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Oil Export Not to Decline If EU Saves Nuclear Deal
Oil Export Not to Decline If EU Saves Nuclear Deal

Oil Export Not to Decline If EU Saves Nuclear Deal

Oil Export Not to Decline If EU Saves Nuclear Deal

Iranian Oil Minister Bijan Namdar Zanganeh said on Saturday US President Donald Trump’s decision to quit a multinational nuclear deal would not affect Tehran’s oil exports, if the EU could salvage the pact.
“Every new decision in OPEC needs unanimity ... I believe that the help of the European Union helps us ... The level of our oil exports will not change,” Zanganeh told reporters after a meeting with EU’s energy chief, Miguel Arias Canete, Reuters reported.
 “I have no doubt that these extraterritorial sanctions from US against Iran will have an impact on (foreign) investment in Iran,” Zanganeh told reporters. “It will not stop us but will reduce the rate of growth.”
In the wake of new US sanctions, some buyers of OPEC’s third-largest oil producer said they would seek US waivers to purchase Iranian crude.
“Our main customers are in Asia ... but we expect to preserve and save this level of exports to Europe and Africa,” he said.
Arias Canete, who is in Tehran for a two-day visit, presented Iranian counterparts with an array of potential measures drafted by the EU this week to mitigate the impact of US sanctions and bolster moderates around President Hassan Rouhani who want to keep trade open with the West.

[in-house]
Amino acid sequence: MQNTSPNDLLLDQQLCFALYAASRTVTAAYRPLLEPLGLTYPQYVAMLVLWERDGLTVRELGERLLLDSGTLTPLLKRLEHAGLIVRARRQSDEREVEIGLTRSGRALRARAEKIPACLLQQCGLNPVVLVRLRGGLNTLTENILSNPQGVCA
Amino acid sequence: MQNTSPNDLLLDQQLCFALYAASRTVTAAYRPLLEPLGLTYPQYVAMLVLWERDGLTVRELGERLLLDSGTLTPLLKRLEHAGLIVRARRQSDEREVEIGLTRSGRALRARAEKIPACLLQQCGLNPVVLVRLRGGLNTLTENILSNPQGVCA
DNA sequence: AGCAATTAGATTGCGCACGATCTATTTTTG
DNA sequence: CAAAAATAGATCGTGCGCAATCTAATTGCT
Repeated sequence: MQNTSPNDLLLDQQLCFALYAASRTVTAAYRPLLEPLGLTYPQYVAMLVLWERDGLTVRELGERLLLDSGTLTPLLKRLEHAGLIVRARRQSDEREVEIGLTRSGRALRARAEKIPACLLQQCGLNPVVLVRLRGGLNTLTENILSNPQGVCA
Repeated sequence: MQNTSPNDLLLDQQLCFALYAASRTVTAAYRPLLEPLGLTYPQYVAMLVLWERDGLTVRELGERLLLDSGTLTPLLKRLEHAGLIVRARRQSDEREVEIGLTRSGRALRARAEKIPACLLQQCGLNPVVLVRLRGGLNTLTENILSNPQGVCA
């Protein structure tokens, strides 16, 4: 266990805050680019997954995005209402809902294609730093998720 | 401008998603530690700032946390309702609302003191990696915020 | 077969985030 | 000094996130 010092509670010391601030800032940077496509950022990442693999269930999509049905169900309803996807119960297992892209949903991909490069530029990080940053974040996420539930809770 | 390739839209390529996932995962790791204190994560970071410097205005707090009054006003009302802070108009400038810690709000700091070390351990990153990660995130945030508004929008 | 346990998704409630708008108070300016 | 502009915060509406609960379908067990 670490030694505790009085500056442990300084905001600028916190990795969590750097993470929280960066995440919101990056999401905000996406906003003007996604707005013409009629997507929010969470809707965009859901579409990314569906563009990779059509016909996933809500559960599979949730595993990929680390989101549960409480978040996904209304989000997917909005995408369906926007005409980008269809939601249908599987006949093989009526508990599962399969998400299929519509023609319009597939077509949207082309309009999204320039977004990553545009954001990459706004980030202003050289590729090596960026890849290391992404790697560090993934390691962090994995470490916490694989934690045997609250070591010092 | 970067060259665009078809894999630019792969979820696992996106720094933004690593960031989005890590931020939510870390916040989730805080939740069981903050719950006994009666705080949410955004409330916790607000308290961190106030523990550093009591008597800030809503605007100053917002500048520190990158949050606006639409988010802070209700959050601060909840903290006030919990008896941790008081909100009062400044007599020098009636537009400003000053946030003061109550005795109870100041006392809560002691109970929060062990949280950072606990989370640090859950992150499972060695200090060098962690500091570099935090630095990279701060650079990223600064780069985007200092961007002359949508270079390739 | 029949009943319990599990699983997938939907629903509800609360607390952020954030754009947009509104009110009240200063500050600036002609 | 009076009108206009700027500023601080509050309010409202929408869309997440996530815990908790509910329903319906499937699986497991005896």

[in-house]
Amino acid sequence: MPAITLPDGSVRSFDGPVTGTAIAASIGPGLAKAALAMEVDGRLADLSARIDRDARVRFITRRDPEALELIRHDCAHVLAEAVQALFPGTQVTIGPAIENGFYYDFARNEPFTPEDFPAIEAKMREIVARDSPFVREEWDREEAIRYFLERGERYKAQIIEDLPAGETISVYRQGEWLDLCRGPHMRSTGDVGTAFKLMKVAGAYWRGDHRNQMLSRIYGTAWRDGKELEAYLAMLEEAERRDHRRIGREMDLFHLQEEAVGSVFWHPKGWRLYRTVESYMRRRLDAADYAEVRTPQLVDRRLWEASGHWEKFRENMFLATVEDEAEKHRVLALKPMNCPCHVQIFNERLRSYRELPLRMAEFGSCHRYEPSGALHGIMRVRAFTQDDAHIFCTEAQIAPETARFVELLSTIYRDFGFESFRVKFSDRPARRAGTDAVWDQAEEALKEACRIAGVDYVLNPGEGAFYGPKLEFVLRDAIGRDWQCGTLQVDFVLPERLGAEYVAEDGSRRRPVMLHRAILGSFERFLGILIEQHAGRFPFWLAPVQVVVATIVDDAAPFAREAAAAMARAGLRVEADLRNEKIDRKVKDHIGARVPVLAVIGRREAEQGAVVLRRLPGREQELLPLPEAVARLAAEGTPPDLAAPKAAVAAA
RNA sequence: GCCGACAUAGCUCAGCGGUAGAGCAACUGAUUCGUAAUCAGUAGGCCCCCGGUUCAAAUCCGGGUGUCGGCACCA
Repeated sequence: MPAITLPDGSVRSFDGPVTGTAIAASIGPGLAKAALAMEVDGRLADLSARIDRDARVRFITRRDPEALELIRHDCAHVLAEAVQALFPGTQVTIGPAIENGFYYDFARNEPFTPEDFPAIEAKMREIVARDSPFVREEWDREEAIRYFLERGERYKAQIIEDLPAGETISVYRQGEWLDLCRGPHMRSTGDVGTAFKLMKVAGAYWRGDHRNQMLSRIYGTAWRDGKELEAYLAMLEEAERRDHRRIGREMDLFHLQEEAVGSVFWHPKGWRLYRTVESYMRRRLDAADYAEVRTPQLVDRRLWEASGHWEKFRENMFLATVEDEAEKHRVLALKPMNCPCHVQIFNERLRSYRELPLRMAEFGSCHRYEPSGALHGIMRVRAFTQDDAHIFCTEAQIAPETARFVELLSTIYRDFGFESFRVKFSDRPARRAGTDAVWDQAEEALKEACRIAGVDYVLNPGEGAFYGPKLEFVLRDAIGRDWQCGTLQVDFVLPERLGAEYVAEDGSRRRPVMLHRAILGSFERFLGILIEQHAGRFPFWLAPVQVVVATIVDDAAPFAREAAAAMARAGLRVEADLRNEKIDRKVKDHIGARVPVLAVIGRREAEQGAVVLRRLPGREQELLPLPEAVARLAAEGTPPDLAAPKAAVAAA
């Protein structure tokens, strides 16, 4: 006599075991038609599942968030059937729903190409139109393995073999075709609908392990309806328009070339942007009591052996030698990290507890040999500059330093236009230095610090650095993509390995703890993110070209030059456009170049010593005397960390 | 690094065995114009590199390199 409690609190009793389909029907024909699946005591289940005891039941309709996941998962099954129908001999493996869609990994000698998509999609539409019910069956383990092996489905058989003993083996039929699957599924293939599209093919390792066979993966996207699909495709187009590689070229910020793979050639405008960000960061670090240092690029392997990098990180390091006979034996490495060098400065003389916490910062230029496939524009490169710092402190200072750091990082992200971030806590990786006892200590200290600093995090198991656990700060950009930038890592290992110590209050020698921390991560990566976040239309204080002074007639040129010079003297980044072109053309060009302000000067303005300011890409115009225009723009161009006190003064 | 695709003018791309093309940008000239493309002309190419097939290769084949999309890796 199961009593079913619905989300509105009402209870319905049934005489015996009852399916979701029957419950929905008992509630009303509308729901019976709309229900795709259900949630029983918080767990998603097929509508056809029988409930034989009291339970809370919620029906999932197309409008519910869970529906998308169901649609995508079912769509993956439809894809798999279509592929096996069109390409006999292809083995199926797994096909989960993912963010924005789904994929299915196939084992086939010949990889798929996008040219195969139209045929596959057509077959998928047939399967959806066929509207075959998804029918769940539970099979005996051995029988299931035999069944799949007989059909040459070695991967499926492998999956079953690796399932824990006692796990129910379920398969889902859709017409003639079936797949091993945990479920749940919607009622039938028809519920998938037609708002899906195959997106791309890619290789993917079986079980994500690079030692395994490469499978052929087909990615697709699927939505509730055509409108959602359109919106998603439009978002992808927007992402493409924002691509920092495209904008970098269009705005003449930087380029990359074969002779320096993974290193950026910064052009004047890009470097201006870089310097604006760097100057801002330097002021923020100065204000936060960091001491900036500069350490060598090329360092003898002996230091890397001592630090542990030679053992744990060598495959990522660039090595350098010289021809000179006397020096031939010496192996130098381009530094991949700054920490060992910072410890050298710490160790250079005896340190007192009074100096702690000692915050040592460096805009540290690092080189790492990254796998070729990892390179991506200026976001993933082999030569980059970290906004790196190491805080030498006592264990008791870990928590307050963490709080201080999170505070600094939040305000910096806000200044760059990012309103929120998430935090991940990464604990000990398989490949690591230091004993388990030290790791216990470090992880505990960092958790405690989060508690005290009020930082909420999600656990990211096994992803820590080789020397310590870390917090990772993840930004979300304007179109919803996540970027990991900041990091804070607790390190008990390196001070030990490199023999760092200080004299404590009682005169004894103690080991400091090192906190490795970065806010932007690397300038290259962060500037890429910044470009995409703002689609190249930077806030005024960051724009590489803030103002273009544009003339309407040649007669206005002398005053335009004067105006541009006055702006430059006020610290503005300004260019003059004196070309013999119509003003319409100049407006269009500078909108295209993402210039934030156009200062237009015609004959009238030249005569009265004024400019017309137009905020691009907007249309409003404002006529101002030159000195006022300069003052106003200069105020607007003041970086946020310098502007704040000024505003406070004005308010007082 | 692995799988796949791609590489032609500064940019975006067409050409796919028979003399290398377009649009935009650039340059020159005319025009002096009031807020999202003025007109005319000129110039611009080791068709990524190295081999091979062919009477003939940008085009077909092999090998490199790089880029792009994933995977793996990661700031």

“We want to solve all the problems that are impeding normal trade in oil,” Arias Canete said. Zanganeh said Iran was particularly keen that the EU act on a proposal urging European governments to make direct euro-denominated payments for oil exports to Iran’s central bank, bypassing the US financial system.
Other measures included renewing a sanctions-blocking measure to protect European businesses in Iran and allowing the European Investment Bank to do business in Iran.  EU investments in Iran, mainly from Germany, France and Italy, have jumped to more than €20 billion since 2016, in projects ranging from aerospace to energy.
But some foreign firms have already started signaling their intent to pull back from Iran.
“If Total does not receive US waivers, they will quit and will be replaced by a Chinese company,” Zanganeh said.
The Iranian oil minister said other countries such as Russia and China were eager to fill any vacuum created by the potential exit of European investors.
“The Chinese are very eager. Two big companies SINOPEC and CNPC are our historical partners for Iran. In the biggest fields in Iran, they are eager to be involved,” he said.

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